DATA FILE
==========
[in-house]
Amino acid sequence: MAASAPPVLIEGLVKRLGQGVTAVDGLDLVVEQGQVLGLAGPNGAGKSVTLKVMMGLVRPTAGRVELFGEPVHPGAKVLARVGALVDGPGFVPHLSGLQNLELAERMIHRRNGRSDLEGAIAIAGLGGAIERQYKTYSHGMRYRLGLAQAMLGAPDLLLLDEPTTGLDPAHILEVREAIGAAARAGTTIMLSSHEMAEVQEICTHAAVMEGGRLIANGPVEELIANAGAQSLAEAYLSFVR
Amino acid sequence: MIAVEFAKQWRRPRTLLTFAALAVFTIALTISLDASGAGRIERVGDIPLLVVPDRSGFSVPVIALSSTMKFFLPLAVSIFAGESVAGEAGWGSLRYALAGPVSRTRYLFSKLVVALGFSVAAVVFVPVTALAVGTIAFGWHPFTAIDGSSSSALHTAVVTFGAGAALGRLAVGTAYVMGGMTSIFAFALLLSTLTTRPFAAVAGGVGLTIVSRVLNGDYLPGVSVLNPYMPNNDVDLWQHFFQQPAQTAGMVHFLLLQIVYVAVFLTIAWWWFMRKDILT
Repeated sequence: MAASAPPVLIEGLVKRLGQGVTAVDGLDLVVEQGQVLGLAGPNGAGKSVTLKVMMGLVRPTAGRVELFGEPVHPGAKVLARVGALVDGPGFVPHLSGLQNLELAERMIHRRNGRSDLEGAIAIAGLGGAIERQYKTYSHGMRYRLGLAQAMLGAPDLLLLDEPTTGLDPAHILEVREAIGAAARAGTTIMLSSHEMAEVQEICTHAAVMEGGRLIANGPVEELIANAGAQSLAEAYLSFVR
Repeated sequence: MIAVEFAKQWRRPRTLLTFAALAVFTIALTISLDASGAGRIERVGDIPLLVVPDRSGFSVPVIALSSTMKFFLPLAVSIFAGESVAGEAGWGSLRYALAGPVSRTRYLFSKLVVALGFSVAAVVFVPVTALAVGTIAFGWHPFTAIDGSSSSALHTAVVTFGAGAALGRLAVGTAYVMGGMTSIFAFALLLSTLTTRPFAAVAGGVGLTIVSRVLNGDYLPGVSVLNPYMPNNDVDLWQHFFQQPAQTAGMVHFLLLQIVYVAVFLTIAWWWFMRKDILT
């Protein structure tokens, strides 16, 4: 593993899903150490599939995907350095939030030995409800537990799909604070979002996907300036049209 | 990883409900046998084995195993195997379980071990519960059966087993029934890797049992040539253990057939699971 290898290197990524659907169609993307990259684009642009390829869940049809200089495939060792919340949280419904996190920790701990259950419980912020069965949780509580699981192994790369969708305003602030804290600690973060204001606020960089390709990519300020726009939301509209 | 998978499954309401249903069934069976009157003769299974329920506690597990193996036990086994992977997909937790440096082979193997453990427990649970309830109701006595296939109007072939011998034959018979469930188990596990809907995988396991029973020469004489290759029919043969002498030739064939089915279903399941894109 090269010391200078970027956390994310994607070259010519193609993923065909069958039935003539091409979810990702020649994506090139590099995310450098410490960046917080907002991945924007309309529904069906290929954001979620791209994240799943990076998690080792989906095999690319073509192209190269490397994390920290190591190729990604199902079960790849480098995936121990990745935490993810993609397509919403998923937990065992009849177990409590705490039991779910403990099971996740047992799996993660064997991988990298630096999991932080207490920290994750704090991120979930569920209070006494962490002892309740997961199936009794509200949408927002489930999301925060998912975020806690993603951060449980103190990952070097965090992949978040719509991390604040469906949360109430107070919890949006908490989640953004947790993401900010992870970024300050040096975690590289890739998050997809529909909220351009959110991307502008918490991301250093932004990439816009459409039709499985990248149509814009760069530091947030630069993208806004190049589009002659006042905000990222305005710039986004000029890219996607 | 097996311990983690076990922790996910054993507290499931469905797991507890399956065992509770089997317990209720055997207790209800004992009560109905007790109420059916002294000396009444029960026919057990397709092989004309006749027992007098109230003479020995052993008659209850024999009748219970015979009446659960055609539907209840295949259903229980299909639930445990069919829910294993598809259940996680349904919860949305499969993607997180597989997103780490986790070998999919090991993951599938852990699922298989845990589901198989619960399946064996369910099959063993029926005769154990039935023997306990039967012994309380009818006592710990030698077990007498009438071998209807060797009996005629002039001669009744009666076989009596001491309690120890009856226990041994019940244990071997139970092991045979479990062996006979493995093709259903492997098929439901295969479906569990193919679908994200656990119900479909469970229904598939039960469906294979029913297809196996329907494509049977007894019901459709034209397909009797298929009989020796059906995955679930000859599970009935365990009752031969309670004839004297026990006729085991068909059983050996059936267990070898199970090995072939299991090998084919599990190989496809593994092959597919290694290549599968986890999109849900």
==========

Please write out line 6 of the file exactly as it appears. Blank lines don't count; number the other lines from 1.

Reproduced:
């Protein structure tokens, strides 16, 4: 593993899903150490599939995907350095939030030995409800537990799909604070979002996907300036049209 | 990883409900046998084995195993195997379980071990519960059966087993029934890797049992040539253990057939699971 290898290197990524659907169609993307990259684009642009390829869940049809200089495939060792919340949280419904996190920790701990259950419980912020069965949780509580699981192994790369969708305003602030804290600690973060204001606020960089390709990519300020726009939301509209 | 998978499954309401249903069934069976009157003769299974329920506690597990193996036990086994992977997909937790440096082979193997453990427990649970309830109701006595296939109007072939011998034959018979469930188990596990809907995988396991029973020469004489290759029919043969002498030739064939089915279903399941894109 090269010391200078970027956390994310994607070259010519193609993923065909069958039935003539091409979810990702020649994506090139590099995310450098410490960046917080907002991945924007309309529904069906290929954001979620791209994240799943990076998690080792989906095999690319073509192209190269490397994390920290190591190729990604199902079960790849480098995936121990990745935490993810993609397509919403998923937990065992009849177990409590705490039991779910403990099971996740047992799996993660064997991988990298630096999991932080207490920290994750704090991120979930569920209070006494962490002892309740997961199936009794509200949408927002489930999301925060998912975020806690993603951060449980103190990952070097965090992949978040719509991390604040469906949360109430107070919890949006908490989640953004947790993401900010992870970024300050040096975690590289890739998050997809529909909220351009959110991307502008918490991301250093932004990439816009459409039709499985990248149509814009760069530091947030630069993208806004190049589009002659006042905000990222305005710039986004000029890219996607 | 097996311990983690076990922790996910054993507290499931469905797991507890399956065992509770089997317990209720055997207790209800004992009560109905007790109420059916002294000396009444029960026919057990397709092989004309006749027992007098109230003479020995052993008659209850024999009748219970015979009446659960055609539907209840295949259903229980299909639930445990069919829910294993598809259940996680349904919860949305499969993607997180597989997103780490986790070998999919090991993951599938852990699922298989845990589901198989619960399946064996369910099959063993029926005769154990039935023997306990039967012994309380009818006592710990030698077990007498009438071998209807060797009996005629002039001669009744009666076989009596001491309690120890009856226990041994019940244990071997139970092991045979479990062996006979493995093709259903492997098929439901295969479906569990193919679908994200656990119900479909469970229904598939039960469906294979029913297809196996329907494509049977007894019901459709034209397909009797298929009989020796059906995955679930000859599970009935365990009752031969309670004839004297026990006729085991068909059983050996059936267990070898199970090995072939299991090998084919599990190989496809593994092959597919290694290549599968986890999109849900």